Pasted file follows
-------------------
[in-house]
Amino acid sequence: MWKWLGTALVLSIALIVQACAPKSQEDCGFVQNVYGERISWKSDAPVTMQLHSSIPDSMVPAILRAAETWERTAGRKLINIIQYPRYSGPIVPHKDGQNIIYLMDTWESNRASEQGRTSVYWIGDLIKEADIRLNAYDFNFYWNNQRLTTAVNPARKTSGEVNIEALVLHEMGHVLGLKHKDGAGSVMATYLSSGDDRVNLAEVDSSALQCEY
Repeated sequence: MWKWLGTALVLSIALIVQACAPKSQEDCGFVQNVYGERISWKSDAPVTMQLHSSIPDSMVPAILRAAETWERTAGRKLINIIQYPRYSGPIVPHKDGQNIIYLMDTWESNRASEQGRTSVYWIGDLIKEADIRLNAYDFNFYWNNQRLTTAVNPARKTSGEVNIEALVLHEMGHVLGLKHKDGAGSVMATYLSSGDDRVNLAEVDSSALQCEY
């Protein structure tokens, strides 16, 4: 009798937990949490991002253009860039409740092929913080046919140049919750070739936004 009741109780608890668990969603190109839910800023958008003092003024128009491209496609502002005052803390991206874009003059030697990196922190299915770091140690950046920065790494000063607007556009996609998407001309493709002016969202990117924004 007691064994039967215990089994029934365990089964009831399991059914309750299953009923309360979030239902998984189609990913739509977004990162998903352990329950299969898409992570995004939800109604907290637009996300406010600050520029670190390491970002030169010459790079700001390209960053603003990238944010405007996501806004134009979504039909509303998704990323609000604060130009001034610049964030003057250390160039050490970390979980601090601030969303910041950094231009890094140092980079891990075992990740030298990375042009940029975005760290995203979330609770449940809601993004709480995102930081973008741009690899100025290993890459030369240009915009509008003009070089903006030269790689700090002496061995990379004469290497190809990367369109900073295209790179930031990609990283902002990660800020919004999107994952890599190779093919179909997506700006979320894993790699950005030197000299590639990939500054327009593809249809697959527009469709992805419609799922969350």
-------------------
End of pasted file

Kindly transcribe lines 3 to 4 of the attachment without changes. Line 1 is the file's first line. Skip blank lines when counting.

Repeated sequence: MWKWLGTALVLSIALIVQACAPKSQEDCGFVQNVYGERISWKSDAPVTMQLHSSIPDSMVPAILRAAETWERTAGRKLINIIQYPRYSGPIVPHKDGQNIIYLMDTWESNRASEQGRTSVYWIGDLIKEADIRLNAYDFNFYWNNQRLTTAVNPARKTSGEVNIEALVLHEMGHVLGLKHKDGAGSVMATYLSSGDDRVNLAEVDSSALQCEY
């Protein structure tokens, strides 16, 4: 009798937990949490991002253009860039409740092929913080046919140049919750070739936004 009741109780608890668990969603190109839910800023958008003092003024128009491209496609502002005052803390991206874009003059030697990196922190299915770091140690950046920065790494000063607007556009996609998407001309493709002016969202990117924004 007691064994039967215990089994029934365990089964009831399991059914309750299953009923309360979030239902998984189609990913739509977004990162998903352990329950299969898409992570995004939800109604907290637009996300406010600050520029670190390491970002030169010459790079700001390209960053603003990238944010405007996501806004134009979504039909509303998704990323609000604060130009001034610049964030003057250390160039050490970390979980601090601030969303910041950094231009890094140092980079891990075992990740030298990375042009940029975005760290995203979330609770449940809601993004709480995102930081973008741009690899100025290993890459030369240009915009509008003009070089903006030269790689700090002496061995990379004469290497190809990367369109900073295209790179930031990609990283902002990660800020919004999107994952890599190779093919179909997506700006979320894993790699950005030197000299590639990939500054327009593809249809697959527009469709992805419609799922969350």